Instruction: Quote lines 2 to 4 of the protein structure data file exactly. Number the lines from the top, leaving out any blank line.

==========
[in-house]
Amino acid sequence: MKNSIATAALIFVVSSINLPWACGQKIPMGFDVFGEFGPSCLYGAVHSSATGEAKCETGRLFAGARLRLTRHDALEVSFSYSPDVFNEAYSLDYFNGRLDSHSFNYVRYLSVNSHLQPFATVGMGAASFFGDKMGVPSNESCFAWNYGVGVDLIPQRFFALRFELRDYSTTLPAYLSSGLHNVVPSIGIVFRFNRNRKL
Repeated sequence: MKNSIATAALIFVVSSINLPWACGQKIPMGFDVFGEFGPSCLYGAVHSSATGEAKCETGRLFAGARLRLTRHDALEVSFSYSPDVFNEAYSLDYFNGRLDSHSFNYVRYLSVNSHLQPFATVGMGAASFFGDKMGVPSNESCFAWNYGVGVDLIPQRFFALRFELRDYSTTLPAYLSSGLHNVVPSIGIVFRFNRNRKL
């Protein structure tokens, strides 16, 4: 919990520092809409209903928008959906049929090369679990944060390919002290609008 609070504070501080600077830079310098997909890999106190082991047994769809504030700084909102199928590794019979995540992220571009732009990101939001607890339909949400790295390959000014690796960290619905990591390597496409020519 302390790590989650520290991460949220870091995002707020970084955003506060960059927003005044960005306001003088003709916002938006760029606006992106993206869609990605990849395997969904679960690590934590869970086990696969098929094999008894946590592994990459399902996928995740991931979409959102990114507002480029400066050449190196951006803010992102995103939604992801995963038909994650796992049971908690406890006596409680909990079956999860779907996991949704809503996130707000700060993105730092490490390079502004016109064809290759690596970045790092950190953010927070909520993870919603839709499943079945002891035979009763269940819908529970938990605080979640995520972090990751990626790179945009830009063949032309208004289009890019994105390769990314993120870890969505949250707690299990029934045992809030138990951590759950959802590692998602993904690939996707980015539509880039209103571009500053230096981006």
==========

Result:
Amino acid sequence: MKNSIATAALIFVVSSINLPWACGQKIPMGFDVFGEFGPSCLYGAVHSSATGEAKCETGRLFAGARLRLTRHDALEVSFSYSPDVFNEAYSLDYFNGRLDSHSFNYVRYLSVNSHLQPFATVGMGAASFFGDKMGVPSNESCFAWNYGVGVDLIPQRFFALRFELRDYSTTLPAYLSSGLHNVVPSIGIVFRFNRNRKL
Repeated sequence: MKNSIATAALIFVVSSINLPWACGQKIPMGFDVFGEFGPSCLYGAVHSSATGEAKCETGRLFAGARLRLTRHDALEVSFSYSPDVFNEAYSLDYFNGRLDSHSFNYVRYLSVNSHLQPFATVGMGAASFFGDKMGVPSNESCFAWNYGVGVDLIPQRFFALRFELRDYSTTLPAYLSSGLHNVVPSIGIVFRFNRNRKL
């Protein structure tokens, strides 16, 4: 919990520092809409209903928008959906049929090369679990944060390919002290609008 609070504070501080600077830079310098997909890999106190082991047994769809504030700084909102199928590794019979995540992220571009732009990101939001607890339909949400790295390959000014690796960290619905990591390597496409020519 302390790590989650520290991460949220870091995002707020970084955003506060960059927003005044960005306001003088003709916002938006760029606006992106993206869609990605990849395997969904679960690590934590869970086990696969098929094999008894946590592994990459399902996928995740991931979409959102990114507002480029400066050449190196951006803010992102995103939604992801995963038909994650796992049971908690406890006596409680909990079956999860779907996991949704809503996130707000700060993105730092490490390079502004016109064809290759690596970045790092950190953010927070909520993870919603839709499943079945002891035979009763269940819908529970938990605080979640995520972090990751990626790179945009830009063949032309208004289009890019994105390769990314993120870890969505949250707690299990029934045992809030138990951590759950959802590692998602993904690939996707980015539509880039209103571009500053230096981006």